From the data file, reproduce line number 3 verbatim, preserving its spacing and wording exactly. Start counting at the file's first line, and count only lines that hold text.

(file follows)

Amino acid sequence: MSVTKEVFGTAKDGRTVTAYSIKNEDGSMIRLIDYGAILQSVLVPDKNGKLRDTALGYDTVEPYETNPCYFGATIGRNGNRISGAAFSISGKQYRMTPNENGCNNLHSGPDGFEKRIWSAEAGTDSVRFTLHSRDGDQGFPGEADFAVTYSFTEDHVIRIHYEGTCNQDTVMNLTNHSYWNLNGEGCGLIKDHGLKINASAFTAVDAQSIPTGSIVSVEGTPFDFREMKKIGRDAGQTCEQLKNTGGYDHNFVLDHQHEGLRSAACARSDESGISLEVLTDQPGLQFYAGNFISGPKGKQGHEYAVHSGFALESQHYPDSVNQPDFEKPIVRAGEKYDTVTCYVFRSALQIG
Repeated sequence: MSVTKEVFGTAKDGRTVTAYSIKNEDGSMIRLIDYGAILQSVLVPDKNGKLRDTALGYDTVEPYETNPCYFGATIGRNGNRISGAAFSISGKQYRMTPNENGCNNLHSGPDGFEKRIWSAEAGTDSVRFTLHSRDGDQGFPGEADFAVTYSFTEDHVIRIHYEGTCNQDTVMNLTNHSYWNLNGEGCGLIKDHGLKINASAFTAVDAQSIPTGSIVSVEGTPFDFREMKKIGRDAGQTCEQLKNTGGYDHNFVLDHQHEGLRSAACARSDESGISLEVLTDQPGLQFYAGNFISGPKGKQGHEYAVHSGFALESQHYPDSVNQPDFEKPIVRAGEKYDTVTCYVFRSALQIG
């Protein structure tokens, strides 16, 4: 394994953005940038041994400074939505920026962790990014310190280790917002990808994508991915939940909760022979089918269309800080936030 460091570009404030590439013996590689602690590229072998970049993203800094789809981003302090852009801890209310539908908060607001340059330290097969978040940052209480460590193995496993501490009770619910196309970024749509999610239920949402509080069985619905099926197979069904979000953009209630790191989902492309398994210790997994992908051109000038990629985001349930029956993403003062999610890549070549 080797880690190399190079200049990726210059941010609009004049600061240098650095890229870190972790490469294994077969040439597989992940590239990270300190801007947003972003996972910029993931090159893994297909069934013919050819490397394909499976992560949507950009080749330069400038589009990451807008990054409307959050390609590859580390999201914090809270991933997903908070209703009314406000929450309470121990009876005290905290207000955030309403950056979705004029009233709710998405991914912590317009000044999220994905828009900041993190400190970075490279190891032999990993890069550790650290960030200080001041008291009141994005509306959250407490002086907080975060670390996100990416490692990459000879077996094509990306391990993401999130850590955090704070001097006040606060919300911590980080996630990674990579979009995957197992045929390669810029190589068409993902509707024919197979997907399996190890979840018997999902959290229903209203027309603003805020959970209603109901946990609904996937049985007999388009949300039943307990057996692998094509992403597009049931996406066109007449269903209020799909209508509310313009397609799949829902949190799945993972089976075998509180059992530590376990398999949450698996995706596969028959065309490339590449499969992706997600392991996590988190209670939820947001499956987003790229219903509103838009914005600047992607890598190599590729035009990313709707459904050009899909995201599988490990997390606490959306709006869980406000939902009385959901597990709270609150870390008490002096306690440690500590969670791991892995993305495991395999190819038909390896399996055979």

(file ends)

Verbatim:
């Protein structure tokens, strides 16, 4: 394994953005940038041994400074939505920026962790990014310190280790917002990808994508991915939940909760022979089918269309800080936030 460091570009404030590439013996590689602690590229072998970049993203800094789809981003302090852009801890209310539908908060607001340059330290097969978040940052209480460590193995496993501490009770619910196309970024749509999610239920949402509080069985619905099926197979069904979000953009209630790191989902492309398994210790997994992908051109000038990629985001349930029956993403003062999610890549070549 080797880690190399190079200049990726210059941010609009004049600061240098650095890229870190972790490469294994077969040439597989992940590239990270300190801007947003972003996972910029993931090159893994297909069934013919050819490397394909499976992560949507950009080749330069400038589009990451807008990054409307959050390609590859580390999201914090809270991933997903908070209703009314406000929450309470121990009876005290905290207000955030309403950056979705004029009233709710998405991914912590317009000044999220994905828009900041993190400190970075490279190891032999990993890069550790650290960030200080001041008291009141994005509306959250407490002086907080975060670390996100990416490692990459000879077996094509990306391990993401999130850590955090704070001097006040606060919300911590980080996630990674990579979009995957197992045929390669810029190589068409993902509707024919197979997907399996190890979840018997999902959290229903209203027309603003805020959970209603109901946990609904996937049985007999388009949300039943307990057996692998094509992403597009049931996406066109007449269903209020799909209508509310313009397609799949829902949190799945993972089976075998509180059992530590376990398999949450698996995706596969028959065309490339590449499969992706997600392991996590988190209670939820947001499956987003790229219903509103838009914005600047992607890598190599590729035009990313709707459904050009899909995201599988490990997390606490959306709006869980406000939902009385959901597990709270609150870390008490002096306690440690500590969670791991892995993305495991395999190819038909390896399996055979």